U.S. Secretary of State John Kerry arrived in Seoul on Friday (April 12) just hours after a U.S. government agency said North Korea had a nuclear weapon it could mount on a missile, but the assessment was swiftly dismissed by several U.S. officials and South Korea.

North Korea will dominate talks when Kerry meets South Korea's leadership in Seoul, including South Korean President Park Geun-hye and Foreign Minister Yun Byung-se later on Friday.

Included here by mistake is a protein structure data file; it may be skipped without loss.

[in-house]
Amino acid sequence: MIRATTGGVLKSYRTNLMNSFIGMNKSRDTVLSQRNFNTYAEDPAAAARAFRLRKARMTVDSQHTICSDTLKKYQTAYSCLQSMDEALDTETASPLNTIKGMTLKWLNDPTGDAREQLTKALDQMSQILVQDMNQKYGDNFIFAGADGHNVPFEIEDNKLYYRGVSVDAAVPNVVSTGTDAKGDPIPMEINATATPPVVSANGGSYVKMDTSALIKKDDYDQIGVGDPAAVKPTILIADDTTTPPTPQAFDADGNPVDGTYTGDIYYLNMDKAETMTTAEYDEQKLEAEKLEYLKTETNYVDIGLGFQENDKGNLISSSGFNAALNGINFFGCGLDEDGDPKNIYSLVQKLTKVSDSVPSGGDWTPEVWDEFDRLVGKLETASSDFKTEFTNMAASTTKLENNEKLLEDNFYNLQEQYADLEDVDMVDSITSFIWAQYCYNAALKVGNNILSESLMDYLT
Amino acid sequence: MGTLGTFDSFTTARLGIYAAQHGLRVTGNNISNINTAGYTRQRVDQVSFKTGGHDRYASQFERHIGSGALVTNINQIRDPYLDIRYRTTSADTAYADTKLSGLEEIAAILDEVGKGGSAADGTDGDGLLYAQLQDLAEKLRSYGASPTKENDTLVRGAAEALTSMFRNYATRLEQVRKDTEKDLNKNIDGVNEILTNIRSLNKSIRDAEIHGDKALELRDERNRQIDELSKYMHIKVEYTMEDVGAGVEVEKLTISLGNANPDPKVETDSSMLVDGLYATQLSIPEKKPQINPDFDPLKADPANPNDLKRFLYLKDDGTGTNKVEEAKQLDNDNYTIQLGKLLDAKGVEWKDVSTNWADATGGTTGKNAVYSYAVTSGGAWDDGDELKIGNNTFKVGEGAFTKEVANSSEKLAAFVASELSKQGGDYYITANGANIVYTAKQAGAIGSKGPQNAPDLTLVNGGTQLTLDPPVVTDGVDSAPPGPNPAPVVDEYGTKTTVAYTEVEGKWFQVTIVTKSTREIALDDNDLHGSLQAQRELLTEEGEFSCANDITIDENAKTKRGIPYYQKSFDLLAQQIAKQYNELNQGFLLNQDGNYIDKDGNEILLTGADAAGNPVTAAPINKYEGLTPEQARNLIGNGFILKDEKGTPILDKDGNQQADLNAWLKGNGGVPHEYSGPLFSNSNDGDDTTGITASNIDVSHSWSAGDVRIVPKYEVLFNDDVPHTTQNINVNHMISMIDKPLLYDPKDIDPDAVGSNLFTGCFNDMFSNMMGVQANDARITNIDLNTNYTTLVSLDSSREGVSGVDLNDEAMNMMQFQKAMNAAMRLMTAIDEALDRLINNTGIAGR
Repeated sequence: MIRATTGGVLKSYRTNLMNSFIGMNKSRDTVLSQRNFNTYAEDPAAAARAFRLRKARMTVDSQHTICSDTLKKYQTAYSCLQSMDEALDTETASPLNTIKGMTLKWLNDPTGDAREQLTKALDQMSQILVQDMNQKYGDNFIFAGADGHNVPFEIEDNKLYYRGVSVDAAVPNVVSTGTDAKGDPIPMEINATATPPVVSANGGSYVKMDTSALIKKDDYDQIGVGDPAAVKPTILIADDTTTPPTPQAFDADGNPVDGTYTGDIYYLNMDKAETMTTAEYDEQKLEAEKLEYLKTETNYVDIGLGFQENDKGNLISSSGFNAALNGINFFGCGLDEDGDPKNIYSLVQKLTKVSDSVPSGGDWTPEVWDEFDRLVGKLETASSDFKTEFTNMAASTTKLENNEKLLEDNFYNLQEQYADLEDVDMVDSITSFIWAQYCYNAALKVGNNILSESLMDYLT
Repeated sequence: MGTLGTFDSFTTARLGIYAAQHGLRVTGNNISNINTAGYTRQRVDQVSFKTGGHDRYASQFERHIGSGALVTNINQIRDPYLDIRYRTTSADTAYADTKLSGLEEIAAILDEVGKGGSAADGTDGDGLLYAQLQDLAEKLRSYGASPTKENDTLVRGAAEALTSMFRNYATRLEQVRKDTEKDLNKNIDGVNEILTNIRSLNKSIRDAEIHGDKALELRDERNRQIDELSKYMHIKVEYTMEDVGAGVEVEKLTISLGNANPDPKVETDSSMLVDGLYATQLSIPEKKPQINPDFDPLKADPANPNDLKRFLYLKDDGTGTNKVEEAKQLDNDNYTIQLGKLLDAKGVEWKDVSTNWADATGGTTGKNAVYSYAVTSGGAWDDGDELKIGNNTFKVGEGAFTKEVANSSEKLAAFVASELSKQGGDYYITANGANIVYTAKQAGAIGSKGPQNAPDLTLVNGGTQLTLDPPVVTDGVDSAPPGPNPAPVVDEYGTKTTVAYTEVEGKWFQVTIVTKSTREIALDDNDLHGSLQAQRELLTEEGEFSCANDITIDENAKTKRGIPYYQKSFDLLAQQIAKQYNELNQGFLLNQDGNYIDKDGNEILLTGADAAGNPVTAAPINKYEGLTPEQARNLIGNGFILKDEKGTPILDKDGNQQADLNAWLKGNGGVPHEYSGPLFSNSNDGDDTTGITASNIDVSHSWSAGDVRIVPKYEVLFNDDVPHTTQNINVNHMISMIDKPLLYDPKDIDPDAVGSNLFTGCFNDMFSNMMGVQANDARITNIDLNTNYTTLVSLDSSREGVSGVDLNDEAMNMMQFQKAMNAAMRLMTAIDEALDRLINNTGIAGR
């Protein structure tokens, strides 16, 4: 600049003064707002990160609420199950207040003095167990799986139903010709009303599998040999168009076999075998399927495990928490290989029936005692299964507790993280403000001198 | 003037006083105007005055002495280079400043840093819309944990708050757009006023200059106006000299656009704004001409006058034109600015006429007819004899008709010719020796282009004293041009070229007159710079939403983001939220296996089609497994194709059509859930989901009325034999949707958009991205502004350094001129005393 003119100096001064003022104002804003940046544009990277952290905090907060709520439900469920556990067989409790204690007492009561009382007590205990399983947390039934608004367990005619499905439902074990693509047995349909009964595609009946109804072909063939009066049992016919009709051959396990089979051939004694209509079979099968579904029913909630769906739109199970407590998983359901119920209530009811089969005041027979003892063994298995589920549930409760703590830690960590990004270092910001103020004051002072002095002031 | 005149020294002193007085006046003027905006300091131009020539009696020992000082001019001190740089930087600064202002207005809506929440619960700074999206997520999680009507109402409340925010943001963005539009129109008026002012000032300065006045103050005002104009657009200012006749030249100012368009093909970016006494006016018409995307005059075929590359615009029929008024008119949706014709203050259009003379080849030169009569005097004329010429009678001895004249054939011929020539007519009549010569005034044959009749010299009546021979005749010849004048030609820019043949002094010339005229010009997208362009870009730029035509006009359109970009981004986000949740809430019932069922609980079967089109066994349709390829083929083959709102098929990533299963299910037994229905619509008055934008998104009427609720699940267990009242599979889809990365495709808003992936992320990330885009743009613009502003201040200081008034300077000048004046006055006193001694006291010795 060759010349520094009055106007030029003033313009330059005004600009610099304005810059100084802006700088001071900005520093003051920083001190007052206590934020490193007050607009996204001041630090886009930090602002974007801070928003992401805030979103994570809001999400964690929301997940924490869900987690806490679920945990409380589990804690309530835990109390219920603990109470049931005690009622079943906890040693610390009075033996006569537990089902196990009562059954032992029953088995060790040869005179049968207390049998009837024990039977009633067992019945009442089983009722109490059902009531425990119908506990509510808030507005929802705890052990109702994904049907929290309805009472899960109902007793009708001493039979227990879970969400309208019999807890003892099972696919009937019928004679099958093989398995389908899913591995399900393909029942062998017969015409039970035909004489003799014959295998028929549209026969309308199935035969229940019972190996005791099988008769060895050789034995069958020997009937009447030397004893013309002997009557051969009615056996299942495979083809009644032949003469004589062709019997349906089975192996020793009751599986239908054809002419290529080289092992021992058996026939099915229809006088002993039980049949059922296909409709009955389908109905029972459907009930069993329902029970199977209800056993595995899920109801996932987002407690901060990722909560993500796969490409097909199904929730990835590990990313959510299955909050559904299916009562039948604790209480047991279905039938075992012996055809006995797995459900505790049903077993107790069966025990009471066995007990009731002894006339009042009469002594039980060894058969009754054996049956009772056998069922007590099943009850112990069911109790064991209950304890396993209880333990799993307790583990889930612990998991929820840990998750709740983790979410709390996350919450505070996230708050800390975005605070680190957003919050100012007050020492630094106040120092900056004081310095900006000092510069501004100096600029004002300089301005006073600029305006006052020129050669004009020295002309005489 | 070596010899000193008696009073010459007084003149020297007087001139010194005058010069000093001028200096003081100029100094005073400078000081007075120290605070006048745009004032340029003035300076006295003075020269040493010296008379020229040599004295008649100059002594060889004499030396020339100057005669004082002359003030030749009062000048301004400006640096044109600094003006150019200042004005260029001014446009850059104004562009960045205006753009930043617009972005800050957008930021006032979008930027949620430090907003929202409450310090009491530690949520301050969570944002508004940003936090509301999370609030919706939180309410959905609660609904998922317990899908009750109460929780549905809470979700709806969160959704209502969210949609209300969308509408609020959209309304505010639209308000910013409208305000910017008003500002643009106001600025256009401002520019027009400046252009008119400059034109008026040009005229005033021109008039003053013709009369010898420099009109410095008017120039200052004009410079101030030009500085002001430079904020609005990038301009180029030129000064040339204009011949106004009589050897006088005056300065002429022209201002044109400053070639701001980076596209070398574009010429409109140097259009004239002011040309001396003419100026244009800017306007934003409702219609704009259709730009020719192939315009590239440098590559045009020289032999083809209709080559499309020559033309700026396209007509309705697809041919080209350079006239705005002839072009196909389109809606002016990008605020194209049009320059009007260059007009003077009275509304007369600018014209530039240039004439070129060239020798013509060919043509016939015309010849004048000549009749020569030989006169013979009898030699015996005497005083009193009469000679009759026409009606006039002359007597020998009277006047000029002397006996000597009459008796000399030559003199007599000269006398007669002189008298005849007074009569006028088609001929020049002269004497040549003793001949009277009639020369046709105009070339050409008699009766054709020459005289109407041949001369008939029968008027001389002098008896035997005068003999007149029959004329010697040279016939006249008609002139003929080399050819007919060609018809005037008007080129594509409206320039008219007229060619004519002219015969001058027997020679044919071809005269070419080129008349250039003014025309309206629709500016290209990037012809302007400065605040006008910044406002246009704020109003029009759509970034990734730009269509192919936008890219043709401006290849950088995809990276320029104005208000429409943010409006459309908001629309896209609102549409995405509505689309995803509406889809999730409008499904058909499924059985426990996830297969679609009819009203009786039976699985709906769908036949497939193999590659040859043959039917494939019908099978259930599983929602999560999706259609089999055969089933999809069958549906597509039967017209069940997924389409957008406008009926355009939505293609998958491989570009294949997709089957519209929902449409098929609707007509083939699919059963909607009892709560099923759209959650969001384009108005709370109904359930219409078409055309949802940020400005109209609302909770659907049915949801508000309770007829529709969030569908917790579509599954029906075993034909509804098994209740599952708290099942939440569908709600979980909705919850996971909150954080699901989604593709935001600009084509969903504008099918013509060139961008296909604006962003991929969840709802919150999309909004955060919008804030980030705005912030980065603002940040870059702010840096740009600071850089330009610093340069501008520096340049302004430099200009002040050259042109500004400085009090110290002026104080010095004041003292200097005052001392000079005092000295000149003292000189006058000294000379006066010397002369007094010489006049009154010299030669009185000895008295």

The Defense Intelligence Agency (DIA) said it had concluded with "moderate confidence" that North Korea had developed a nuclear bomb that could be fitted on a ballistic missile, but added such a weapon would probably be unreliable.

Its assessment was made public by a U.S. lawmaker amid soaring tension on the Korean peninsula and just hours before Kerry arrived on a visit to the region that will include stops in China and Japan.

South Korean and U.S. officials believe North Korea is preparing to launch a Musudan missile, whose range of 3,500 km (2,100 miles) or more would put Japan within striking distance and may threaten Guam, home to U.S. military bases.

Presented by Adam Justice